Category Archives: newmexico

Fire Restrictions Remain in Carson National Forest

ABQjournal: Around Northern New Mexico

Fire Restrictions Remain in Carson

The continued moisture and high humidity have sufficiently lowered fire danger levels throughout the Carson National Forest to allow the lifting of fire restrictions on the Jicarilla, Questa and Camino Real ranger districts.

But moisture on the west side of the forest has been spotty in some areas, and as a safety precaution, Stage I fire restrictions will be enforced for the Canjilon, El Rito and Tres Piedras ranger districts, forest officials have announced. Despite the amount of moisture they have received, these districts experienced four lightning-caused fire starts last week. The new restrictions will go into effect at all districts at 12:01 a.m. Friday.

Under Stage I restrictions, open fires are allowed only in developed campgrounds where fire grates and fire rings are provided. Smoking is allowed only in a vehicle, building, developed campground or area three feet in diameter that has been cleared of all flammable material. As always, fireworks are not allowed on public lands.

Wood product permits, for wood cutting and the like, will be available in Stage I areas Monday through Friday, 8 a.m. to 4:30 p.m.

All forest users are reminded to practice campfire safety by using plenty of water and making sure campfires are dead out.

For fire restriction information, call (877) 864-6985 or visit www.nmfireinfo.com.

Cibola National Forest Lifts Fire Restrictions

ABQJOURNAL: Cibola National Forest Lifts Fire Restrictions Associated Press

The Cibola National Forest will lift all of its fire restrictions, officials announced today.

The central New Mexico forest had been in Stage III restrictions, but fire danger has decreased because of recent moisture and humidity received over much of the forest, officials said in a news release.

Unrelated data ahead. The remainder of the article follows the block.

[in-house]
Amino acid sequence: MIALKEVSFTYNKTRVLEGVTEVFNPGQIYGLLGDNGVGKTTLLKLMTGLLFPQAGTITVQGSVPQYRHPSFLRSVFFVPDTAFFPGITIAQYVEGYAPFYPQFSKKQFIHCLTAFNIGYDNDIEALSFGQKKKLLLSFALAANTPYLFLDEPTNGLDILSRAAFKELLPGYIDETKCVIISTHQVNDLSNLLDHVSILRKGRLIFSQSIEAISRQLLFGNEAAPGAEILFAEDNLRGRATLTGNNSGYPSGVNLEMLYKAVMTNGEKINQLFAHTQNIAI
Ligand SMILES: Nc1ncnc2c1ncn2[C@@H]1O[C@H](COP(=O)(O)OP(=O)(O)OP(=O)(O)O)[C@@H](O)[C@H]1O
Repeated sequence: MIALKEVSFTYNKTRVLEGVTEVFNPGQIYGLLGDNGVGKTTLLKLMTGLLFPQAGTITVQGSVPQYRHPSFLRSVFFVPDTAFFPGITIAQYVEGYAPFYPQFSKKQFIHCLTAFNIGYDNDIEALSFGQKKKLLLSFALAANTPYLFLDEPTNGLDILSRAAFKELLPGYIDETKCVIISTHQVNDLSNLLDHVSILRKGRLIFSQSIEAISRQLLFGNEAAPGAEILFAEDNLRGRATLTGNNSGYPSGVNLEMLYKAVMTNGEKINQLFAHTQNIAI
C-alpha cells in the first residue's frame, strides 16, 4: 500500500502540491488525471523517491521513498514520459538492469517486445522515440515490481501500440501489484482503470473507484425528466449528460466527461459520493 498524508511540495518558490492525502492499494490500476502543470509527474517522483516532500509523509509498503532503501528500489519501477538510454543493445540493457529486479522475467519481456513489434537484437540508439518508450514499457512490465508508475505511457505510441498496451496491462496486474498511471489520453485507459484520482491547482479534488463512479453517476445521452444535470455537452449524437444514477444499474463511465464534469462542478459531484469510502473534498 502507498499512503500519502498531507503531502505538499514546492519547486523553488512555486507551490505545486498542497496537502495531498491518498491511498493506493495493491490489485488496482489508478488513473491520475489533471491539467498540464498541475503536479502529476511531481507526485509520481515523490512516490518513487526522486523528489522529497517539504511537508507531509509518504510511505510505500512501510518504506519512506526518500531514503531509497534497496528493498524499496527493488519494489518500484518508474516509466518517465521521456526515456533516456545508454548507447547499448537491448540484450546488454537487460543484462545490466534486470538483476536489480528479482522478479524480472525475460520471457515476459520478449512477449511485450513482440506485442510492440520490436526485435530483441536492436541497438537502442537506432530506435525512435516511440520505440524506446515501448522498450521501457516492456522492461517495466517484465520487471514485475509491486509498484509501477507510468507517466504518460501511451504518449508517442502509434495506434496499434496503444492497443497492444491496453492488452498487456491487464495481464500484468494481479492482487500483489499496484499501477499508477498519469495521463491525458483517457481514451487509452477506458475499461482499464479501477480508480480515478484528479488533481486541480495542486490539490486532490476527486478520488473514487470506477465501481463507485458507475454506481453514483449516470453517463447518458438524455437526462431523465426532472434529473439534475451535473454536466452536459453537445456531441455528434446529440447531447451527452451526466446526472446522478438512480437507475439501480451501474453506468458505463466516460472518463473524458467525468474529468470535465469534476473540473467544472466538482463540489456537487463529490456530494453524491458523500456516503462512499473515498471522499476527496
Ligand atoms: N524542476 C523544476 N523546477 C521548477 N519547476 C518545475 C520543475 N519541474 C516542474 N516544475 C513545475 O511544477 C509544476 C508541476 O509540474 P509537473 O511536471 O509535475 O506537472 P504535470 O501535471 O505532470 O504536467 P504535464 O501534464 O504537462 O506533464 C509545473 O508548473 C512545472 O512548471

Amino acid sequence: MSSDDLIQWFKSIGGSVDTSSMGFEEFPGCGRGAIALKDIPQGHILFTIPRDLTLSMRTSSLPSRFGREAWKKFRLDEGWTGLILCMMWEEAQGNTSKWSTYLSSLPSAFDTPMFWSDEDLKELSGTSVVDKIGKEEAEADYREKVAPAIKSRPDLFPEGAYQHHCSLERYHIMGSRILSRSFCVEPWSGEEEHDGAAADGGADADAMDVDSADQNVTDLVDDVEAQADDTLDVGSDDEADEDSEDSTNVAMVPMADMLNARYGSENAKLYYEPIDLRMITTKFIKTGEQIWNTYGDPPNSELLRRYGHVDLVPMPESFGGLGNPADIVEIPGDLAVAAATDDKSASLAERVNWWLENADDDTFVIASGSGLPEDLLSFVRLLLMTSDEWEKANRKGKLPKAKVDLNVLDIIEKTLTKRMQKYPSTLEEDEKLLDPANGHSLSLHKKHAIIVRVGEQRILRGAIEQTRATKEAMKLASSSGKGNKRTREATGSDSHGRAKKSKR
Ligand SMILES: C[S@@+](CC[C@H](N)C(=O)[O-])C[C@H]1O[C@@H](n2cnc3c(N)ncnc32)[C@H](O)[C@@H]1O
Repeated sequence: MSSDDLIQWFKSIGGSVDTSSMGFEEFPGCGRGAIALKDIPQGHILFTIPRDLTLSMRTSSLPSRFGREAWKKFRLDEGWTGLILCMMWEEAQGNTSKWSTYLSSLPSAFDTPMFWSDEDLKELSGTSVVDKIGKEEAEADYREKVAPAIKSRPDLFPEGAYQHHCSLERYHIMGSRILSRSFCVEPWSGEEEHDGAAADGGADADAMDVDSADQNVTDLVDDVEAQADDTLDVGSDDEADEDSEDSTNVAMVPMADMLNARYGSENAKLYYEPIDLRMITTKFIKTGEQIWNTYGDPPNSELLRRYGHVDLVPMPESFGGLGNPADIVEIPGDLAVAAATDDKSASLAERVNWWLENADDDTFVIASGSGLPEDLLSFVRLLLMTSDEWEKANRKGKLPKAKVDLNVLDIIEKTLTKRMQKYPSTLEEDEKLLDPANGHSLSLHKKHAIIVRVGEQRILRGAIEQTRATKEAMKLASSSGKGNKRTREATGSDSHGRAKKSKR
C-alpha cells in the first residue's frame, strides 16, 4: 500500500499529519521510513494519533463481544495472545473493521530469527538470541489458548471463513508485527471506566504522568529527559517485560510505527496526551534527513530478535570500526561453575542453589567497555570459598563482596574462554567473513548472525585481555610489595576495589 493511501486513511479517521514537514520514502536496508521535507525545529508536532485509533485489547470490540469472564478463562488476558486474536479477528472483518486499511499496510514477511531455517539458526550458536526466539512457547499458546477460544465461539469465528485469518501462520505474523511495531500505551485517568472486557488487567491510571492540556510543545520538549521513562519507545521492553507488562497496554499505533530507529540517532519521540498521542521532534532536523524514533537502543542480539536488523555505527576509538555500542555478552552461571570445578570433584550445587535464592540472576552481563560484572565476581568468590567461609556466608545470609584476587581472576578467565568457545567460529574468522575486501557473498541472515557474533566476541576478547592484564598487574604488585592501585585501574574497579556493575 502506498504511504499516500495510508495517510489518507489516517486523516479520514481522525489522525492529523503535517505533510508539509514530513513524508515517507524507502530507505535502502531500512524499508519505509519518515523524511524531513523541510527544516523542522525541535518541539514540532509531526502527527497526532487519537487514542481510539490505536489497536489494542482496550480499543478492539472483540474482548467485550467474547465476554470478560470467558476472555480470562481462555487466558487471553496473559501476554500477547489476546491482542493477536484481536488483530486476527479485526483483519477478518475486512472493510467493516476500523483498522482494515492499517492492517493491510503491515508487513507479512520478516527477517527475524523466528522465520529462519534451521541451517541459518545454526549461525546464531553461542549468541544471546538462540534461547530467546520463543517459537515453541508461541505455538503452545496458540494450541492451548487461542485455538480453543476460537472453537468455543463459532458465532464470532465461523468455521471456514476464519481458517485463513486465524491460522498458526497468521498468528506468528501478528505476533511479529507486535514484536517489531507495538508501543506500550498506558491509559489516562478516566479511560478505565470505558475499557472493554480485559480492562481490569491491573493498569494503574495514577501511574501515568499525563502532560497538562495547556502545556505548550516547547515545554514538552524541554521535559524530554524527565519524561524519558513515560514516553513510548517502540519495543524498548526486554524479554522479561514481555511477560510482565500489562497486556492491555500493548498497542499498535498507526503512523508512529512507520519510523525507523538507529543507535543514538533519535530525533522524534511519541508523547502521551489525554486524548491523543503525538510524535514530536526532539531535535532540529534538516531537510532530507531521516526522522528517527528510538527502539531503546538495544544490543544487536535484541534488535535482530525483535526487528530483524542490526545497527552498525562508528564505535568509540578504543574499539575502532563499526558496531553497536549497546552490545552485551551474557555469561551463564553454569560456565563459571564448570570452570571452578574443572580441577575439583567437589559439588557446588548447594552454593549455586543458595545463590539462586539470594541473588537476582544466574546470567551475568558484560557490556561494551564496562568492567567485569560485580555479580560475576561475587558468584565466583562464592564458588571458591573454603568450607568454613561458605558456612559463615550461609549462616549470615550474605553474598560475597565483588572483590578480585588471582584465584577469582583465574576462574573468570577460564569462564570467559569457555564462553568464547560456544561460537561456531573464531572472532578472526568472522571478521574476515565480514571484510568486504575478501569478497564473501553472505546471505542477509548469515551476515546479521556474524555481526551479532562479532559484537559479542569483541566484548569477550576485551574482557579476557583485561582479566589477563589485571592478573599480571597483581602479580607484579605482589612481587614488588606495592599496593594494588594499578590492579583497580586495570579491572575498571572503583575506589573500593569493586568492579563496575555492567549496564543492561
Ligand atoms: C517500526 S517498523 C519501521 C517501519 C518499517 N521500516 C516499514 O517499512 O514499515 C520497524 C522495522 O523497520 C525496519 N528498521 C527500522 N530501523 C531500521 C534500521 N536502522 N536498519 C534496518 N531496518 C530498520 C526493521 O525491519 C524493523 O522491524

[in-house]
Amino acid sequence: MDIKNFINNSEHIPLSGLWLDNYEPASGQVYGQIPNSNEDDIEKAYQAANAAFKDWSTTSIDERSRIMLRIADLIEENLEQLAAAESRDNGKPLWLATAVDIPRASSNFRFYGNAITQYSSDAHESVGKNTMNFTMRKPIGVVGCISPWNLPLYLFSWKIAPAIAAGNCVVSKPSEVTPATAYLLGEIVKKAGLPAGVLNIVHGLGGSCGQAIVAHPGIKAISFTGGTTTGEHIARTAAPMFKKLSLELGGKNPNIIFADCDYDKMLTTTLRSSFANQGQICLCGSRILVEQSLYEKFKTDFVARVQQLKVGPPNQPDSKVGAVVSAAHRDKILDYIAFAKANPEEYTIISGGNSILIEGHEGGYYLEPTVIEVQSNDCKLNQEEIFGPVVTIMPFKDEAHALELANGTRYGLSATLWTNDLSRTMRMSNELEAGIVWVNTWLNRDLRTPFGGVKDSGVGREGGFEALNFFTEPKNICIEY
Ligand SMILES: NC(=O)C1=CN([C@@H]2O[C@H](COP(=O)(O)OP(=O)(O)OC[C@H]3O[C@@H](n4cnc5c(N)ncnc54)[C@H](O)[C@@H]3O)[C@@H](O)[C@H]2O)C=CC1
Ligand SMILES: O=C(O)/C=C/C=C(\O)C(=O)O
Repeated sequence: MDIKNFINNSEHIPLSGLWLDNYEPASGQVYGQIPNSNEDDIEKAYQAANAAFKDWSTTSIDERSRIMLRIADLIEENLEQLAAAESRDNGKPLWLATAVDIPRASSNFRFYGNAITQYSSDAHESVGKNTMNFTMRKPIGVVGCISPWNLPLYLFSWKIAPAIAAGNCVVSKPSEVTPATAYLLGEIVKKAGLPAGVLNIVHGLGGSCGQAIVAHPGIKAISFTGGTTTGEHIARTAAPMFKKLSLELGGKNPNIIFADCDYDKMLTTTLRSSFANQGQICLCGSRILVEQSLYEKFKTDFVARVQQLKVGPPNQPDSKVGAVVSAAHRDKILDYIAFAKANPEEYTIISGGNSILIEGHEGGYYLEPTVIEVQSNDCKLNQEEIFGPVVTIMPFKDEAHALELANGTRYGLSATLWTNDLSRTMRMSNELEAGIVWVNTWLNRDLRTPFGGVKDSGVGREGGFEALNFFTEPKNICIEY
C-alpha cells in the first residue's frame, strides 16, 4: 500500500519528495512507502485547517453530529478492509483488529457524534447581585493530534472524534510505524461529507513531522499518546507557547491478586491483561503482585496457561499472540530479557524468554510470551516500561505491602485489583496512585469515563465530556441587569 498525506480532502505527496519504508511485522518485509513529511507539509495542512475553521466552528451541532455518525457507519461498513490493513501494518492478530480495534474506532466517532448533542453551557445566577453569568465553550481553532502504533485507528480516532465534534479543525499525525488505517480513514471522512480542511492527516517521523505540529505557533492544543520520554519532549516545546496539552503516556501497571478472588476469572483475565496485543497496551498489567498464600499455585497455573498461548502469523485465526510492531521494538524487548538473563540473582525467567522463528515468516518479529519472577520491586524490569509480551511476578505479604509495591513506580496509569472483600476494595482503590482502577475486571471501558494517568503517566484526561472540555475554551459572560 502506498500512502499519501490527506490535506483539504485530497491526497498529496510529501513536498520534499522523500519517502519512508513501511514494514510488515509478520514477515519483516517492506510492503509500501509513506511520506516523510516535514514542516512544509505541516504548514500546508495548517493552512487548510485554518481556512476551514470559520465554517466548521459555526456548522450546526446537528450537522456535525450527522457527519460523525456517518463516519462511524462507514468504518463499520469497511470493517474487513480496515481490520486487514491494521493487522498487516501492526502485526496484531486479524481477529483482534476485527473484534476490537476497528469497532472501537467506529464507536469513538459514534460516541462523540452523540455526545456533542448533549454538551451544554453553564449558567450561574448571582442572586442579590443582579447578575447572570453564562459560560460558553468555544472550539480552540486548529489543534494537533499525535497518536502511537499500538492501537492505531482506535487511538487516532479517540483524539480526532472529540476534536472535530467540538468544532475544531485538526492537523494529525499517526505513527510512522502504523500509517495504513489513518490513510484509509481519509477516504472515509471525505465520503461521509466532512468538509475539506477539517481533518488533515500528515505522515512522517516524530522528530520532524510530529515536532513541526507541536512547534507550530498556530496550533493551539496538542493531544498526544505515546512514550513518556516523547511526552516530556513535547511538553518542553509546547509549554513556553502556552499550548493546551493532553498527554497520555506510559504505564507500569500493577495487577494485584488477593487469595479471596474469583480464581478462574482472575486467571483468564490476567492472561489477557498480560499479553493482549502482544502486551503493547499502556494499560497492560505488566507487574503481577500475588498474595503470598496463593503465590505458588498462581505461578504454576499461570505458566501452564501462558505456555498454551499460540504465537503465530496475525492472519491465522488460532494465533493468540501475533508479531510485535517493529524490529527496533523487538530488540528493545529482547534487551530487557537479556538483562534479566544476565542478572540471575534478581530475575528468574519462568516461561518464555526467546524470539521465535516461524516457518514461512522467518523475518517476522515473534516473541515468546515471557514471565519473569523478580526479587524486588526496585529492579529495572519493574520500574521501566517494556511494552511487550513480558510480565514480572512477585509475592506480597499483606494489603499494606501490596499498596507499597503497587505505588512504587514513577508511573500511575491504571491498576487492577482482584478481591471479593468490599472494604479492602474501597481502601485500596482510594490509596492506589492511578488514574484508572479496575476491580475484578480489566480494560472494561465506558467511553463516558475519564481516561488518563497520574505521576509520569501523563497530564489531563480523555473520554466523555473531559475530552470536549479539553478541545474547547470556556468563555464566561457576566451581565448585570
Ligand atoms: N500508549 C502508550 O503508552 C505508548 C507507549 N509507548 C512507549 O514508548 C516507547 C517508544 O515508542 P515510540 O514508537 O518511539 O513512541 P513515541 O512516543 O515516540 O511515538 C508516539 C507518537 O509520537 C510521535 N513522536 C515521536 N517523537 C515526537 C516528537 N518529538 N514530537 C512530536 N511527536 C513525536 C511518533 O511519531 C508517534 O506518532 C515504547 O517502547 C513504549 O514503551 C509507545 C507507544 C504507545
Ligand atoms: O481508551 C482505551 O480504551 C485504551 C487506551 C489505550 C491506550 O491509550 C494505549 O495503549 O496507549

Starting Thursday, the restrictions will be terminated on the Sandia, Mountainair, Magdalena and Mount Taylor ranger districts as well as the Kiowa and Rita Blanca National Grasslands.

Campfires remain a concern for forest officials, who are asking the public to build campfires away from material that easily could ignite, keep the fires small and make sure they are out before leaving.

Around New Mexico, most state parks have lifted fire restrictions, but six parks still are enforcing restrictions imposed by local or federal agencies.

The parks do not permit open campfires but allow cooking or heating devices that use kerosene, white gas or propane in areas cleared of vegetation for at least 30 feet or that have a water source.

Those parks are Fenton Lake State Park near Jemez Springs, Navajo Lake State Park near Farmington, Ute Lake State Park near Tucumcari, Cimarron Canyon State Park near Cimarron, Sugarite Canyon State Park near Raton and Oasis State Park at Portales.

NM Department of Game and Fish (NMG&F) is once again reviewing its trapping policies

Greetings everyone,

The NM Department of Game and Fish (NMG&F) is once again reviewing its trapping policies which it does every two years. It shouldn’t be this hard to affect change, but your help is needed. Here are two things you can do to help persuade them that traps do not belong on public land.

1. Many of you have already recently written or signed the letter to the NMG&F at our tabling events around the state this spring. If you were one of them, a huge thank you. If you have not written or signed anything this time around yet, it couldn’t be easier. You can use the sample letter below. Please feel free to personalize it. Or you can send your own. It doesn’t need to be long- a few lines are enough. Email it to Rick Winslow at Frederic.winslow@state.nm.us . (Send a copy also to notraps@kitcarson.net )

2. Most importantly, please use the miracle of email to let your friends and family know as well. You don’t have to be an in-state resident or voter to add your comments. Kids can write too. (Children are shamefully allowed to trap after all and don’t even need a license if under 12 years old.) Public land belongs to everyone and no one should have to worry about having an encounter with a leg-hold trap or snare while using them. Please forward this request to your friends and family. We need as many comment letters as possible to let Game and Fish know there is still broad support to get traps off New Mexico’s public lands and that it is growing.